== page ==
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Tuesday, October 9, 2012


The time is 1,000 years ago.

You are a Scandinavian Captain.  Your boat floats on a lake near [what will be called] North Rice River in [what will be called] Minnesota, USA.

You are looking south.  You see the plateau along the horizon.

You call it "Wyn," which means "fine, smooth, cleared of trees."

Later, Europeans will pronounce "Wyn" as "Vin."
You have the crew row west to [what will be called] the Red River.

Days later your boat is on a lake near [what will be called] Moorhead, MN.

You see the land to the east is still Wynland.

 The land has looked the same every day.
The river to the south is not Wyn. 
The river twists and turns across a flat plain. 

It is more marsh than river.
But the crew mucks through to the south.

Then they find a long lake.
That lake is an easy traverse.
You call it "Lake Traverse."  The name will be on the map a thousand years later.

But then comes a hard portage around another swamp.
Finally, your crew rows across a lake with big stones.  You call it "Big Stone Lake."  That name will be on the map a thousand years later.

Then your crew rows east through a twisting, turning slow moving river.  Men on the hill side are walking faster than your crew can make progress down the river.

There is so much junk in the water that the crew calls the river "Minnesota," which means "Minimum water flowing in a creek bed almost dry."  That name will be on maps a thousand years later, also

But the land to the north is still Wynland.

Your crew rows on to the east.
There are patches of woods, usually around the many lakes.
The scouts bring back wild grapes and many types of berries.

Men on boats always like to make their brew, when they find grapes.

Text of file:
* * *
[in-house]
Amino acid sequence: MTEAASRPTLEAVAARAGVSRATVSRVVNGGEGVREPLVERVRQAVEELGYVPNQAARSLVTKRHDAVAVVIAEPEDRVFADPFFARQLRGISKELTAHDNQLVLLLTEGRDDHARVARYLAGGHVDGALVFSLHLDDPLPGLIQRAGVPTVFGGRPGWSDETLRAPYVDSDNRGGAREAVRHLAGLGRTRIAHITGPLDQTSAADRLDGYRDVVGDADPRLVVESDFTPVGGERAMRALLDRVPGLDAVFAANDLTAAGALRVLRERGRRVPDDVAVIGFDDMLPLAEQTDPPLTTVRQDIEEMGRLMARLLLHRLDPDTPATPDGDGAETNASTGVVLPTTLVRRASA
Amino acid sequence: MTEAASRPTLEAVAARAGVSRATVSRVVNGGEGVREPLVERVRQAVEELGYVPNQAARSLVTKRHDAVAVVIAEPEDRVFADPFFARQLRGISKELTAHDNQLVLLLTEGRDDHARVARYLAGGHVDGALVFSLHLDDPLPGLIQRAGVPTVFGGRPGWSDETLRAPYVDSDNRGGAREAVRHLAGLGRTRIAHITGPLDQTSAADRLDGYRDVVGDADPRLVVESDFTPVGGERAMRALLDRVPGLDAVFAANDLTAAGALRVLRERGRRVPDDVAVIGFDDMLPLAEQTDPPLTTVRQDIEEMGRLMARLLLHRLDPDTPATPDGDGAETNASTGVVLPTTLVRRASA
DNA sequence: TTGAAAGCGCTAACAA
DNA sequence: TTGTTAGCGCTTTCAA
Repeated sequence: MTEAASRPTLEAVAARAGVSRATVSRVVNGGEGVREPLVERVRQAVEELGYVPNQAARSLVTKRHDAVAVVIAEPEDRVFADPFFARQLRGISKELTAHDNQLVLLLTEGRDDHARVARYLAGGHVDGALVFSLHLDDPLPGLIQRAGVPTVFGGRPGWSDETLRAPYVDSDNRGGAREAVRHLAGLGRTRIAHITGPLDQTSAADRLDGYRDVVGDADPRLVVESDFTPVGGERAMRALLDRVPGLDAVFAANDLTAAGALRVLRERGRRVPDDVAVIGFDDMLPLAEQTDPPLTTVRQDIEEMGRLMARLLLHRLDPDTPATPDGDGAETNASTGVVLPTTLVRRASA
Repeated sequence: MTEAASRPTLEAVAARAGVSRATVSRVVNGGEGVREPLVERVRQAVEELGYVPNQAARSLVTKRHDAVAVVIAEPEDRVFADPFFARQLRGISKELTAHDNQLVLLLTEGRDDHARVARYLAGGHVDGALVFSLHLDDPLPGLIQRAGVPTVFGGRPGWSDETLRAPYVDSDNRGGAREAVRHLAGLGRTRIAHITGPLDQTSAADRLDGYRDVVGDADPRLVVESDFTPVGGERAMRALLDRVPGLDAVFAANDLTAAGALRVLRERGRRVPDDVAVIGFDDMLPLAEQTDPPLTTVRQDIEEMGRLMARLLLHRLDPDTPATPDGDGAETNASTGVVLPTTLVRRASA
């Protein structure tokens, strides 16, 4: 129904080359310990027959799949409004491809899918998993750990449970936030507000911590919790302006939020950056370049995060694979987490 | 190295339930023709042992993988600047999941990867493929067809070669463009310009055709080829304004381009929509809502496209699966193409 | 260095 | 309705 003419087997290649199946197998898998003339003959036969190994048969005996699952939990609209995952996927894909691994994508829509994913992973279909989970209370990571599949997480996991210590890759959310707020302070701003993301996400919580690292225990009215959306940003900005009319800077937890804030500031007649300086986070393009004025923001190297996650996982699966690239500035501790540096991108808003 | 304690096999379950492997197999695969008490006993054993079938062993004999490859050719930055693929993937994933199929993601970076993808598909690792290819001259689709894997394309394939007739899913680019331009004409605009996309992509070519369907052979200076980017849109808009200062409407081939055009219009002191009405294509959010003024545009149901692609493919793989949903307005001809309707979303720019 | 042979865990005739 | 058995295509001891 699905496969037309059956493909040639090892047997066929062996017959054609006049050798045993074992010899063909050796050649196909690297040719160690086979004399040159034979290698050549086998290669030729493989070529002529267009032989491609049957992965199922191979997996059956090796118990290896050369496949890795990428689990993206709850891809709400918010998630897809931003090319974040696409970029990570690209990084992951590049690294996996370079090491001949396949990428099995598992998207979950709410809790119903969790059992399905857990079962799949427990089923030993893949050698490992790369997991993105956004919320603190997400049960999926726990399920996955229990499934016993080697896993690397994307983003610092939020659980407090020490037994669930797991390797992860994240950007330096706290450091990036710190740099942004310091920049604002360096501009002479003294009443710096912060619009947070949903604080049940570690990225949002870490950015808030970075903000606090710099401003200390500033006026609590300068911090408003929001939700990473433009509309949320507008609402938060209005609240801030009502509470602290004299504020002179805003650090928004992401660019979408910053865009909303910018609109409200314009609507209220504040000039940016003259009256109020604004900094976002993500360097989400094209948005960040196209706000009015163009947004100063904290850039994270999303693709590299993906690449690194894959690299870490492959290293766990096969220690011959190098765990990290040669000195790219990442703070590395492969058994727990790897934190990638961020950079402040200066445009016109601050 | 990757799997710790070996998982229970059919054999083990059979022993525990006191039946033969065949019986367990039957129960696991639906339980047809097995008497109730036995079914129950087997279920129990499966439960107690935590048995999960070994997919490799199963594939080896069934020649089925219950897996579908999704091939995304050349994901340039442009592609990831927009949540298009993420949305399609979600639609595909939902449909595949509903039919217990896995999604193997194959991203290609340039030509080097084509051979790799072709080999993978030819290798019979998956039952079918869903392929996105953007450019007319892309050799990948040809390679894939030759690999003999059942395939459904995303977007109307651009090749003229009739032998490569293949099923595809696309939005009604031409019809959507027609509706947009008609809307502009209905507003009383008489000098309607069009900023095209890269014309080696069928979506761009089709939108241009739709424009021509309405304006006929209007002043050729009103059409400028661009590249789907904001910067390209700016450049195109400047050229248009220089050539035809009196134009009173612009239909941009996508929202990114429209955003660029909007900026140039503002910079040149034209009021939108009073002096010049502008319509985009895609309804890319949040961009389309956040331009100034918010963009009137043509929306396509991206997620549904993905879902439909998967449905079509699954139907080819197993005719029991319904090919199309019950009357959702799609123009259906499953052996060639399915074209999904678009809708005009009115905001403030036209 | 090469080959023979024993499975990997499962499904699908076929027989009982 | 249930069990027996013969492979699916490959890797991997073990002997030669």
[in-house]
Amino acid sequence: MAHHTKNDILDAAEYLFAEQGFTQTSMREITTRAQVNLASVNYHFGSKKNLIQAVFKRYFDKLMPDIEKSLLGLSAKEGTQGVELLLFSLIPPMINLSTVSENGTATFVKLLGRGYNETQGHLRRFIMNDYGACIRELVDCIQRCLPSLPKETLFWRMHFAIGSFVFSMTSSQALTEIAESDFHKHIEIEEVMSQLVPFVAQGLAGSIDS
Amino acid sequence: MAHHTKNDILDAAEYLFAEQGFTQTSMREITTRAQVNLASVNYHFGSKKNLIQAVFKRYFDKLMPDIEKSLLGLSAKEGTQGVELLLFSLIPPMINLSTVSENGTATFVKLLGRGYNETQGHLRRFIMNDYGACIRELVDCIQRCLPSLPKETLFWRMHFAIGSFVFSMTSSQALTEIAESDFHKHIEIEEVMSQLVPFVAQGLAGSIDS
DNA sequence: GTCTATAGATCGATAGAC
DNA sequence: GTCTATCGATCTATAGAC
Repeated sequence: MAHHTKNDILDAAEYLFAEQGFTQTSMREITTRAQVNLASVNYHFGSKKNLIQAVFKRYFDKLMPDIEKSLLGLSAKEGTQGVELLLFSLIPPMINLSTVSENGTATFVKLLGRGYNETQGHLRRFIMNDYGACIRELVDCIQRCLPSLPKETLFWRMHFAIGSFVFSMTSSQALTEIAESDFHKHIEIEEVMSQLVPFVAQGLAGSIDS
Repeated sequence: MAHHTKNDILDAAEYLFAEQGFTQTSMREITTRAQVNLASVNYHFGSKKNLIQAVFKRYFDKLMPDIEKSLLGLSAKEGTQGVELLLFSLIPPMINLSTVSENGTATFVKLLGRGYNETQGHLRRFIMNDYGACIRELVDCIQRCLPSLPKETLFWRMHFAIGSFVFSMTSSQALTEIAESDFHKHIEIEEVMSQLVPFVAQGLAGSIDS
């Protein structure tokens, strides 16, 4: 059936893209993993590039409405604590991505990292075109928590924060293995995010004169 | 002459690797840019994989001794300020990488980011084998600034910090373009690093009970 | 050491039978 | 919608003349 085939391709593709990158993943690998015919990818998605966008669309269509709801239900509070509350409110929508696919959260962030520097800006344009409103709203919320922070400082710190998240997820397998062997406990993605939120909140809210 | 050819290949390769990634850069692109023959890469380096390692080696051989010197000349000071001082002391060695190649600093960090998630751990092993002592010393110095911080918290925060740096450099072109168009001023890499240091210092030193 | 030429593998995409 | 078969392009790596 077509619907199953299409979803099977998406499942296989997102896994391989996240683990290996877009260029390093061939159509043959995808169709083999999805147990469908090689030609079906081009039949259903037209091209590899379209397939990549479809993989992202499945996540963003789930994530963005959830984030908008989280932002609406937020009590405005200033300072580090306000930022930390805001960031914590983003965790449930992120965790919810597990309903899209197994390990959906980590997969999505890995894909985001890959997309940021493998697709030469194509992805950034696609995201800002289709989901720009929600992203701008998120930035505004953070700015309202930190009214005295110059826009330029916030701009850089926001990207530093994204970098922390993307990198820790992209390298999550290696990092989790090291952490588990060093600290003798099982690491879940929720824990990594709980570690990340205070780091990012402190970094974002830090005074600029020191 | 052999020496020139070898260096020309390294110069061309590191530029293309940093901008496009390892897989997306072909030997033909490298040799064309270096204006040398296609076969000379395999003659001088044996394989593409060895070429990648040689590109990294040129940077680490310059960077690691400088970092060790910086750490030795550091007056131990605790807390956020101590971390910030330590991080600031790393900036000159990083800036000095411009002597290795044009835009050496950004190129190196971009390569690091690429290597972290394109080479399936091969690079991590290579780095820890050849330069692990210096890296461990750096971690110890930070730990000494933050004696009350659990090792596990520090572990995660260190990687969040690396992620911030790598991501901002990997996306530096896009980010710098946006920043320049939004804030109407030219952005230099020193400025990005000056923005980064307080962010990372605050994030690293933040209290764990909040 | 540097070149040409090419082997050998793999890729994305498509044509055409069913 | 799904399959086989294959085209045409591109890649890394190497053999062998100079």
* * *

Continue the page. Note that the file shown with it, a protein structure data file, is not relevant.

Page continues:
The crew portages a little, but they make it into a river they call "Mississippi," which means "Mighty Flowing Waters."

You are determined to see if there is a connection to Wynland. So you make the crew row up the Mississippi toward the North.
Finally, your latitude device tells you that you are near the headwaters of the North Rice River.  

Your scouts confirm that the North Rice River begins on the other side of the marsh in the Northwest.
Yet, as you look west you see the Wynland.
Your crew is restless.  The days are getting colder.

So they make a mucky portage through the swamp.
Then you row for home before the ice closes the gate to the ocean.
When you get back to Norway, your men will have a great story to tell.

"There is a Wynland in that "ocean discovered by many."

 You know because your crew rowed all the way around Wynland, while they were in the ocean discovered by many!
A Horst.
Wynland of West may be a geographical feature called a Horst.  Wynland may have been uplifted when the Big Event occurred, 13,000 years ago.
IN AD 1070 ADAM de BREMAN wrote: 
"... in that ocean discovered by many, which is called Vinland, for the reason that vines grow wild there, which yield the best of wine.  Moreover that grain unseeded grows there abundantly, is not fabulous fancy, but from account of the Danes we know to be a fact."

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